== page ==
X-Carve : Designing a dust shoe for the DeWalt 611 Router

Disclaimer:  3d printing and/or using this material in any form releases me from any liability:  Use at your own risk.  I will not be responsible for any damage to person or property based on use of this material in digital or physical form.

(now that we have that out of the way…)


While there are a number of ‘upgrades’ for the Inventables X-Carve I’ve read about, the most important one to me is a dust collection system.  There were a couple of options I found on the forums, but none that fit the 2.5″ line I wanted to use to hook to my Rikon Dust Extractor: It actually has a 4″ hose coming out of it, which I step down to 2.5″ into my Oneida Dust Deputy, then run another 20′ over to the X-Carve.

After a couple weeks of modeling in Maya (not necessarily a CAD modeler, but I make tools in Python as I need them to suffice), printing prototypes on the C-Bot, I finally have something functional:  v.A05.

I wanted to provide this to the X-Carve community as a big thank-you to all the forum peoples that helped me along the way.

If you make one for yourself or anyone else please:

  • Give credit.
  • Make for friends, but don’t sell it for profit.
  • Please reference the CC Attribution Commercial 3.0 license.
  • Feel free to improve, but see above.

If you’d like me to print one for you, contact me (warpcat at gmail dot com) for cost & shipping.

A shot of it disassembled:



It was (as expected) quite a learning experience, and I went though a number of revisions to get to this point:


Prototypes from right to left:

  • Initial wood prototype cut on the X-Carve.  Very quickly I realized that I know a lot more about 3d printing than cnc routers.
  • Blue #1 : Rough 3d shapes, good starting point.
  • Blue #2 : More stylish, actually functional.
  • Grey #1 : I started doing two-part cuts with tool-swaps, and realized that I should have a quick release.  This one has the vertical slotted section held in place by four powerful magnets to the main body.  Technically works, but has too much play and slop.  Also has a groove in the bottom for the strip brush.
  • Grey #2 (mounted to the machine) : Current iteration.  No quick disconnect, but very rigid, and easy to remove the two screws.

Features of v.A05:

  • Connects firmly to left side of the spindle mount, using 2 bolts.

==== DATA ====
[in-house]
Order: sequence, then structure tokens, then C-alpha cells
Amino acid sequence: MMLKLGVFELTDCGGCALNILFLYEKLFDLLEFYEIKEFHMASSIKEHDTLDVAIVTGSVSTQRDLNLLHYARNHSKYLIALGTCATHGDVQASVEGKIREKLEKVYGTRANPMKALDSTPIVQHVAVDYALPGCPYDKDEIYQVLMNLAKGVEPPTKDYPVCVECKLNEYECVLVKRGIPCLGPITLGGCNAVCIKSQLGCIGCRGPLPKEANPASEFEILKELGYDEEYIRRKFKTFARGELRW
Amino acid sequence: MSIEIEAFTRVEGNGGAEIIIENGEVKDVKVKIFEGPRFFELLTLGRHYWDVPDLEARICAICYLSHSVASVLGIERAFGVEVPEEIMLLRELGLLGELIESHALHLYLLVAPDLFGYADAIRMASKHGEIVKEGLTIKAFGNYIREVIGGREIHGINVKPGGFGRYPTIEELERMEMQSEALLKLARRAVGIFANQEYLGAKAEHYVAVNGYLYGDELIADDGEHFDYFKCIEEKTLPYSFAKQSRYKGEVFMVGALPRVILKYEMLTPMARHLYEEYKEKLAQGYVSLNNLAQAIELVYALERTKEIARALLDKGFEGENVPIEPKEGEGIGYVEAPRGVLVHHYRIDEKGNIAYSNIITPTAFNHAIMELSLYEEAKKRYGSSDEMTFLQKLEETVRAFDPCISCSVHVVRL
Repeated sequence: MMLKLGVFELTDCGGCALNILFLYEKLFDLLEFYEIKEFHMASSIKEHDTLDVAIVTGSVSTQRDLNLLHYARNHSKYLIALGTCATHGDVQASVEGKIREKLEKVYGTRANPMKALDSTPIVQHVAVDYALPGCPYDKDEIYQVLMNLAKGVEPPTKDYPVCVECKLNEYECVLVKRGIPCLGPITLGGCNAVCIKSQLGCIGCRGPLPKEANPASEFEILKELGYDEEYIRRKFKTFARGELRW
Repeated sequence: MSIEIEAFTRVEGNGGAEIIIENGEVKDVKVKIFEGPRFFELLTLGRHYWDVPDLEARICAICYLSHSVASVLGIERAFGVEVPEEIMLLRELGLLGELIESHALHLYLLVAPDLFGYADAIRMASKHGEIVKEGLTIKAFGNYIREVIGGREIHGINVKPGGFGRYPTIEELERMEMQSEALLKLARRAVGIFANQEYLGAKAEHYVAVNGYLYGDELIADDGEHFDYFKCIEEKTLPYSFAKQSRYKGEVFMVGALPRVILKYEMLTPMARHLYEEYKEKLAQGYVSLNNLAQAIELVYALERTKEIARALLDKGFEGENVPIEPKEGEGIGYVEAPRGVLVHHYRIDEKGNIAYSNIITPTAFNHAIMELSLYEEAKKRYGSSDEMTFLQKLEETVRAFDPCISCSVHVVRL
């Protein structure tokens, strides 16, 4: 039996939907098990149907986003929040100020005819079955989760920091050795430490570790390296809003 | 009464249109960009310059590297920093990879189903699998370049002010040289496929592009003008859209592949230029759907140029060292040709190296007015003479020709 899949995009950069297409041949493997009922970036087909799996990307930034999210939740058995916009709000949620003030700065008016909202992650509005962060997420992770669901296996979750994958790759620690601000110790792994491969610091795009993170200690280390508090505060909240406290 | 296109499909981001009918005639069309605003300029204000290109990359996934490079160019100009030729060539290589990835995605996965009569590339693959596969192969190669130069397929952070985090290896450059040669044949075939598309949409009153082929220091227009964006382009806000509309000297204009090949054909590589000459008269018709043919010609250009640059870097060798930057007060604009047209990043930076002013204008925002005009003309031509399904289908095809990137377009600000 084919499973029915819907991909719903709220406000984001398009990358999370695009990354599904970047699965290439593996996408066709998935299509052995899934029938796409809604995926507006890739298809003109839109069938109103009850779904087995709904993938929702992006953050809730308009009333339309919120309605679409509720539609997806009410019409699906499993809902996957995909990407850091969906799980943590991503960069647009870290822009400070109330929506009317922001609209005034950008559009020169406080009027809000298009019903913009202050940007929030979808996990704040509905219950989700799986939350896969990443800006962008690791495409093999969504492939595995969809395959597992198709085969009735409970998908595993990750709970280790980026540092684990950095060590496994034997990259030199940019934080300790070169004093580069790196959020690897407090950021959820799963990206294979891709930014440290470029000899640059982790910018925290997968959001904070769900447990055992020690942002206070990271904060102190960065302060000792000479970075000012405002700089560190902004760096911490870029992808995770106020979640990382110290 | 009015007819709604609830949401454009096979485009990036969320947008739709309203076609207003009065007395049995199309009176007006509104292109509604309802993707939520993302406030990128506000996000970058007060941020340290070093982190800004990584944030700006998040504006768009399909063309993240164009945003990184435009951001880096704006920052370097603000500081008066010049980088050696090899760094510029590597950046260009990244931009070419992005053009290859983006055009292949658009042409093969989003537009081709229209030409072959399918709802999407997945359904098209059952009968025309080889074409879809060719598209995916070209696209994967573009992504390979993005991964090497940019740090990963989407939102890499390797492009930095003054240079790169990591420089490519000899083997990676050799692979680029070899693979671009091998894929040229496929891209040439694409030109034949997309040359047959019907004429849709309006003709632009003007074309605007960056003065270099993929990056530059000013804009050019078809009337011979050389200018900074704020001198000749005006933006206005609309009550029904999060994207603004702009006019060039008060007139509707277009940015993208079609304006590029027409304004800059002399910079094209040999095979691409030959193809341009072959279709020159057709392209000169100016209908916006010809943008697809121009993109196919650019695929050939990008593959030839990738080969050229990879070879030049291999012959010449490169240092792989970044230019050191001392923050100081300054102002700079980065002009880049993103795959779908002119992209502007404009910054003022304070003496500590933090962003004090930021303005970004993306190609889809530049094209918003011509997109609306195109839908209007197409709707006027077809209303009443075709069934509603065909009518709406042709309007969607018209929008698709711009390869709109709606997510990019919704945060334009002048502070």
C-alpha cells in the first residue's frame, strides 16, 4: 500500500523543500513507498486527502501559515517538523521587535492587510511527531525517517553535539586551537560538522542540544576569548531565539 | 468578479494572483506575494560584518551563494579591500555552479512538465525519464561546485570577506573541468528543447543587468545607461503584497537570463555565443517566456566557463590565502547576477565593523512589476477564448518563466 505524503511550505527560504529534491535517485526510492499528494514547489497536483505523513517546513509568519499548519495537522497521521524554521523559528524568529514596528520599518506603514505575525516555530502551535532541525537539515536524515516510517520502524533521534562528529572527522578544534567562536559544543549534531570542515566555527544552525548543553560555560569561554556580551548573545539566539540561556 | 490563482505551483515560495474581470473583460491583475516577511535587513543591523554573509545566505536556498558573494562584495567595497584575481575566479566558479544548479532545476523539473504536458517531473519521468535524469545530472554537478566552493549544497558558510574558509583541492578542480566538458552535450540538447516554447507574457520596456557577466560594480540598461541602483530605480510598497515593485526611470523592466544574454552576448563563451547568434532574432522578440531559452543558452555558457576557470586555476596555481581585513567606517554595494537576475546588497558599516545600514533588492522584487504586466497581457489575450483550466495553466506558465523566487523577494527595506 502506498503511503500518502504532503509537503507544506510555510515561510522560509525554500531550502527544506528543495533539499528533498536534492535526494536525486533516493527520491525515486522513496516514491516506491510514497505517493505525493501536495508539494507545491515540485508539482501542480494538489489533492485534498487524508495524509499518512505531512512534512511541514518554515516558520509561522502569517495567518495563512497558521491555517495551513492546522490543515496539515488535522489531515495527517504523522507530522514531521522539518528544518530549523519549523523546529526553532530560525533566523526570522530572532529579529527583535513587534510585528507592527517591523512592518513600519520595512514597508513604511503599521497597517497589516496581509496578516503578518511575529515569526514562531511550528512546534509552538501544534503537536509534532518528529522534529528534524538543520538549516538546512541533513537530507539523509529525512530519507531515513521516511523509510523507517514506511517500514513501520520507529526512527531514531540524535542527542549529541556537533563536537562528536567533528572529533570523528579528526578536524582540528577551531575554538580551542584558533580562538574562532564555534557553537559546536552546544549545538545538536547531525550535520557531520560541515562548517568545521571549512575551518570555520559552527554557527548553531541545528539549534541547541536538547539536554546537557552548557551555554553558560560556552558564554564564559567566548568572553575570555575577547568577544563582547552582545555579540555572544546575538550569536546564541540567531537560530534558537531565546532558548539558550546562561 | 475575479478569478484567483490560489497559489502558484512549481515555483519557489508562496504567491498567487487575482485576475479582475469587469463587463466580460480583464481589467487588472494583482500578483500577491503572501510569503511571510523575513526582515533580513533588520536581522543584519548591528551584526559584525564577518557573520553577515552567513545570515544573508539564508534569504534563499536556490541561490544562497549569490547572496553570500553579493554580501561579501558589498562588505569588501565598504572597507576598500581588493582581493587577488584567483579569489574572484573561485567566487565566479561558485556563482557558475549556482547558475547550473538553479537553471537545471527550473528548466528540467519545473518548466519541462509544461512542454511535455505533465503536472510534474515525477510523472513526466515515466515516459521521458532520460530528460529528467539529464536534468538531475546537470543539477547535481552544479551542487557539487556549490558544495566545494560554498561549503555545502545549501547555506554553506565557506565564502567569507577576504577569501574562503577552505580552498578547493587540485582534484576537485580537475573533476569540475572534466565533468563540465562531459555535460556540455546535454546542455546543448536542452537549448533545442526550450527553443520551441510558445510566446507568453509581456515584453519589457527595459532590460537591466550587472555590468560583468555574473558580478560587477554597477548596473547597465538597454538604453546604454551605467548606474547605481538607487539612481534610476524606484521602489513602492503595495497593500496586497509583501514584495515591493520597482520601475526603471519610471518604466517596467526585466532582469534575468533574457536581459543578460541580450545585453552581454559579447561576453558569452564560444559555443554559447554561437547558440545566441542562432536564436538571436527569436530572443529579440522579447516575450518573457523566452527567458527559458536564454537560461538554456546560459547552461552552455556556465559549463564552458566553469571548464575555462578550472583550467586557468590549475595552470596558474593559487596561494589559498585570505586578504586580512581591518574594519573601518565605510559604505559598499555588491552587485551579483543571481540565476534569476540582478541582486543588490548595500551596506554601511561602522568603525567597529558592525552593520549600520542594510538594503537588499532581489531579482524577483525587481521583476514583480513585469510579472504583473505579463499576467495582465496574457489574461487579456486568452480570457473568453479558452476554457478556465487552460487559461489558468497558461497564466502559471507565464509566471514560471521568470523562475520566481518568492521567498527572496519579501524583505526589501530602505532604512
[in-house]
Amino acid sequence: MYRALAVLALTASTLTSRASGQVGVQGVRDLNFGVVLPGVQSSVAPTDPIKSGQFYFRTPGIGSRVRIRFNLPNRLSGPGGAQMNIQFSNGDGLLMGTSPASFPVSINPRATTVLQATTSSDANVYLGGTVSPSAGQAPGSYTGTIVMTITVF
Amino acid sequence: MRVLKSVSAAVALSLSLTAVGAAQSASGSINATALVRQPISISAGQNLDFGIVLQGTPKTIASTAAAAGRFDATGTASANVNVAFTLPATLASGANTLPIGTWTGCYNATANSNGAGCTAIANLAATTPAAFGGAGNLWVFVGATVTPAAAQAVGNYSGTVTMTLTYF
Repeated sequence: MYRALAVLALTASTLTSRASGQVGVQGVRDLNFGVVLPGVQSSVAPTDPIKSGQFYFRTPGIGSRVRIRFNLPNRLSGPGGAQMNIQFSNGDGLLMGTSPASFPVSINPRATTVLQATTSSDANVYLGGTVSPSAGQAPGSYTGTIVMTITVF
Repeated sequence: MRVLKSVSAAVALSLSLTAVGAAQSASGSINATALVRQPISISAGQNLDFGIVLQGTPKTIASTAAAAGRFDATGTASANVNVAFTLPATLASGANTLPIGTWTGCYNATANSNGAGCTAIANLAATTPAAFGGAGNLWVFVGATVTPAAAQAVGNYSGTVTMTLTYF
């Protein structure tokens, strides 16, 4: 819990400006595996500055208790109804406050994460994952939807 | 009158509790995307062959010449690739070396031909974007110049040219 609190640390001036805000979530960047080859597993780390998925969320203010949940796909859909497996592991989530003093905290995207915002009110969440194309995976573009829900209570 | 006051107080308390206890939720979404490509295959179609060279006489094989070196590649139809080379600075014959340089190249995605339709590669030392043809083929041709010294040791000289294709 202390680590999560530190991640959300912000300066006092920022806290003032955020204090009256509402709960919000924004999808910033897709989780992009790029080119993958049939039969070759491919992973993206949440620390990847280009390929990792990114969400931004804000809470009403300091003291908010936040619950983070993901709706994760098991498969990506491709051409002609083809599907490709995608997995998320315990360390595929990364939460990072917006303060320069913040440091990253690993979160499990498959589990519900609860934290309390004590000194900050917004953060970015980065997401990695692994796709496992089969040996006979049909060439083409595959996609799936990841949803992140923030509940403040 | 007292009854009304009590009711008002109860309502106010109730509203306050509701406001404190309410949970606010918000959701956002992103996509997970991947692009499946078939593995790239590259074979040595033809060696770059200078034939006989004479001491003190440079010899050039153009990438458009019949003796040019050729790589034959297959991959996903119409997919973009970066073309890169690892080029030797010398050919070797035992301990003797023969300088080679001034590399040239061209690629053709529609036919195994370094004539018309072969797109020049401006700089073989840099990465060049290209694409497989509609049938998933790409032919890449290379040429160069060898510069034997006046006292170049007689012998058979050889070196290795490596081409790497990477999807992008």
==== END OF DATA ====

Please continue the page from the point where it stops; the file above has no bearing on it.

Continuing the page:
• Tapered hole for the 2.5″ line, allowing for friction-fit of the dust-line.
  • See-through window providing visual access to the bit, and for the dual-lights of the DeWalt 611 router to shine through.
  • Groove in the base to allow for the insertion of a strip brush.
  • Allows for adjustable height to better fit your bit length.

Bill Of Materials

  • 3d Printed Dust Shoe.  Download the stl on Thingiverse here.
  • Clear acrylic for the window.
    • I bought a sheet of 2.5mm / .0975″ Lexan at Orchard Supply Hardware that worked well.  Could double that thickness and still have room.
  • 2″-ish Strip Brush.
    • I used this “Easy Cut Strip Brush” from McMaster-Carr.  You’ll need a little less than 17″ for the perimeter slot.
    •  What you get is up to you, but I’d advise on getting the softest possible bristles.  The bristles for the listed brush are too stiff IMO, FYI.
    • See specific notes below on issues with this.
  • Hot Glue
    • For strip brush and window adhesion.
  • 2 M4x12 Socket Head Cap Screws.
    • Used to bolt the print to the router bracket.
    • McMaster-Carr Link
    • I bought mine at Orchard Supply Hardware.  10mm would probably work fine too.
  • 2 washers.
    • For the above M4 screws.
  • 2.5″ Swivel cuff hose attachment.
    • I got mine at brick & mortar Woodcraft (can you believe it was cheaper than Amazon?)
    • Swivel is important to allow the hose to not bind in the shoe.
  • A bunch of 2.5″ hose to connect to your dust collector.